Plants only grow successfully if the humidity of your grow room is exactly right. This means humidity affects the yield of your indoor plants. By regulating the amount of the water vapor in the air, you also make sure that molds like mildew and botrytis (bud rot) do not stand a chance.
Humidity is the amount of water vapor in the air of your grow room. It is not to be confused with relative humidity, which also takes into account the maximum amount of water vapor that could be available at any given temperature.
Plants evaporate water in order to cool themselves and to discharge waste. Humidity impacts the amount of water plants can evaporate through their leaves. If the humidity for indoor plants is too high at a low temperature, plants cannot get rid of their water vapor. This stops the evaporation process. If this is the case, plant roots can no longer take on new nutrients as there is no room for them. Therefore, you should always use a good ventilation system when growing indoor plants. This helps discharge the warm, humid air and promotes the supply of fresh air.
If the humidity is too low at a high temperature, plants evaporate too much water instead. They will try to make up for this loss by absorbing more water with their roots. This means they also receive more nutrients and may lead to what is called a nutrient burn. A nutrient burn first leads to burned leaf tips and may end with dying flowers and withered leaves.
The ideal humidity of your plant depends on the phase it is in. Cuttings and young plants require a high humidity. This is because their roots are still developing. This requires a lot of water. We recommend a humidity of 80 to 85 percent. As your plant grows you should lower the humidity. In the last weeks of the grow phase we suggest a maximum humidity of 60 percent. During the flowering phase of the plant, it is important that you keep the humidity below 50 percent. This way you prevent fruits from rotting. Keep in mind that the perfect weekly humidity depends on the plant species. On the internet you will find plenty of VPD (Vapour pressure deficit) charts for the ideal humidity during the cycle of your specific plant species.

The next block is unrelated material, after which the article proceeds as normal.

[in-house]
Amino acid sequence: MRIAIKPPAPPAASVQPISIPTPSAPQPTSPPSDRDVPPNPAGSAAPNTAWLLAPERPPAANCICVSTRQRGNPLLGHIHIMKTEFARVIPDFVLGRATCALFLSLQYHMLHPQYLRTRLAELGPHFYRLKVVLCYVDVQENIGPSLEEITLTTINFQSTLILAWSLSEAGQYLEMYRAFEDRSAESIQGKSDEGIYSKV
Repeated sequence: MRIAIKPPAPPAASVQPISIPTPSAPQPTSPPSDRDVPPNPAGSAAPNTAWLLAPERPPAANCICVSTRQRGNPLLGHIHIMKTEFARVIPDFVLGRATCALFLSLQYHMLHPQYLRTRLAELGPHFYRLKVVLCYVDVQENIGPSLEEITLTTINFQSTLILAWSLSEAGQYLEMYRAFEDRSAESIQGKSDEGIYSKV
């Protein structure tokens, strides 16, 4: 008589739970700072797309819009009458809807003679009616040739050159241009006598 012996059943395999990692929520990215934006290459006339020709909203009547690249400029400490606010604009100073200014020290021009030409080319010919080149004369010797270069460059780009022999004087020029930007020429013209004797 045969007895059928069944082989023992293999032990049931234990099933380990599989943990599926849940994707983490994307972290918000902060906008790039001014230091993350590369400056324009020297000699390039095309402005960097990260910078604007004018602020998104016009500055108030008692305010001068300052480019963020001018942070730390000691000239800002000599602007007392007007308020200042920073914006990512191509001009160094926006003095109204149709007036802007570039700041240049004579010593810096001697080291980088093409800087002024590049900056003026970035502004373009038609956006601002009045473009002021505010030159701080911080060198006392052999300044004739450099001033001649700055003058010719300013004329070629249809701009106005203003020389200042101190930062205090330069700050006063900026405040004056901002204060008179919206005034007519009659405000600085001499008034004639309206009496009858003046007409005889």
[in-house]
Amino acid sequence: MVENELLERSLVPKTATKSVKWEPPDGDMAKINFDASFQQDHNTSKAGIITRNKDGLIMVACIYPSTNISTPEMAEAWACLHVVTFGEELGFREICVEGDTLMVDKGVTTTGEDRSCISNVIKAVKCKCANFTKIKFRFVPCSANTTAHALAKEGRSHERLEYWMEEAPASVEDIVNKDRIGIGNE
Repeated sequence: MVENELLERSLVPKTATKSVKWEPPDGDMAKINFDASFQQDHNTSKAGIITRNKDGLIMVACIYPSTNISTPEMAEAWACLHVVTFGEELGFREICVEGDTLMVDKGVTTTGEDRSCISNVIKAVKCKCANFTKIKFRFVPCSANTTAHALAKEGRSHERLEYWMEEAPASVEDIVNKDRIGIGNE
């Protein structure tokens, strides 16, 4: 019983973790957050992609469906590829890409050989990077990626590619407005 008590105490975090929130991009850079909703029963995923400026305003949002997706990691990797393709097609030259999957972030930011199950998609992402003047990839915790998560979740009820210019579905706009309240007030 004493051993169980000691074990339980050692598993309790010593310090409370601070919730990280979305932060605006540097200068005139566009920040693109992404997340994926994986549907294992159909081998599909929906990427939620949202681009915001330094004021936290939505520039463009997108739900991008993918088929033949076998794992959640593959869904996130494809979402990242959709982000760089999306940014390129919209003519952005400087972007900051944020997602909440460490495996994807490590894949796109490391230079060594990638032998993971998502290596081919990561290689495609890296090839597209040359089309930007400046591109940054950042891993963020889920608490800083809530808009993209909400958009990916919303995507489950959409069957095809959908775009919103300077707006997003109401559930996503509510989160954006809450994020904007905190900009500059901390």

Humidity has a large effect on plants then, but how can you influence it? A humidifier is an inexpensive and easy way to increase humidity. You can also leave a wet towel in your grow room. If you are trying to lower humidity, you should use an ventilation system to exhaust more air. Another option is to use a fan or dehumidifier.
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If you are a starting grower and you grow plants indoors, we recommend to use Plagron products from the 100% TERRA range. You grow on peat (Plagron Lightmix or Plagron Growmix) with basic nutrients Terra Grow and Terra Bloom. Do you need some help with dosage? Download our 100% TERRA grow schedule. You need help during your cycle? Contact our Grow Experts on servicedesk via: email@example.com.
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